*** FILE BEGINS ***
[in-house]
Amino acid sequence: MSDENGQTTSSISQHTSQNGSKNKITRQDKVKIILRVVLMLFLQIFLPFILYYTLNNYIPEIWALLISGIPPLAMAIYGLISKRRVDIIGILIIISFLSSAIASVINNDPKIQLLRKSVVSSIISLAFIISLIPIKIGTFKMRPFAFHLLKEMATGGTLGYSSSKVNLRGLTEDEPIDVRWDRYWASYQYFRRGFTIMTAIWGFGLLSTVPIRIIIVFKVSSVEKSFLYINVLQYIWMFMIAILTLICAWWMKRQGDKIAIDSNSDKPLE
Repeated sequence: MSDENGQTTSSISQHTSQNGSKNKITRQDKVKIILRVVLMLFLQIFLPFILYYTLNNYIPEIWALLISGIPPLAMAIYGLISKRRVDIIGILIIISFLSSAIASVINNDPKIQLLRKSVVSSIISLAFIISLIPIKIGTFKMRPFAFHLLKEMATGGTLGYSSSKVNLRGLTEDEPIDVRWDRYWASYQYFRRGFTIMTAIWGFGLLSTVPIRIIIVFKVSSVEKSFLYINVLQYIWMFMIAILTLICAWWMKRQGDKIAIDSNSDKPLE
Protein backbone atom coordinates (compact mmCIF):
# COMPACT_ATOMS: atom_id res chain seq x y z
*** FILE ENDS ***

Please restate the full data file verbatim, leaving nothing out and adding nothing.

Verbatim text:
[in-house]
Amino acid sequence: MSDENGQTTSSISQHTSQNGSKNKITRQDKVKIILRVVLMLFLQIFLPFILYYTLNNYIPEIWALLISGIPPLAMAIYGLISKRRVDIIGILIIISFLSSAIASVINNDPKIQLLRKSVVSSIISLAFIISLIPIKIGTFKMRPFAFHLLKEMATGGTLGYSSSKVNLRGLTEDEPIDVRWDRYWASYQYFRRGFTIMTAIWGFGLLSTVPIRIIIVFKVSSVEKSFLYINVLQYIWMFMIAILTLICAWWMKRQGDKIAIDSNSDKPLE
Repeated sequence: MSDENGQTTSSISQHTSQNGSKNKITRQDKVKIILRVVLMLFLQIFLPFILYYTLNNYIPEIWALLISGIPPLAMAIYGLISKRRVDIIGILIIISFLSSAIASVINNDPKIQLLRKSVVSSIISLAFIISLIPIKIGTFKMRPFAFHLLKEMATGGTLGYSSSKVNLRGLTEDEPIDVRWDRYWASYQYFRRGFTIMTAIWGFGLLSTVPIRIIIVFKVSSVEKSFLYINVLQYIWMFMIAILTLICAWWMKRQGDKIAIDSNSDKPLE
Protein backbone atom coordinates (compact mmCIF):
# COMPACT_ATOMS: atom_id res chain seq x y z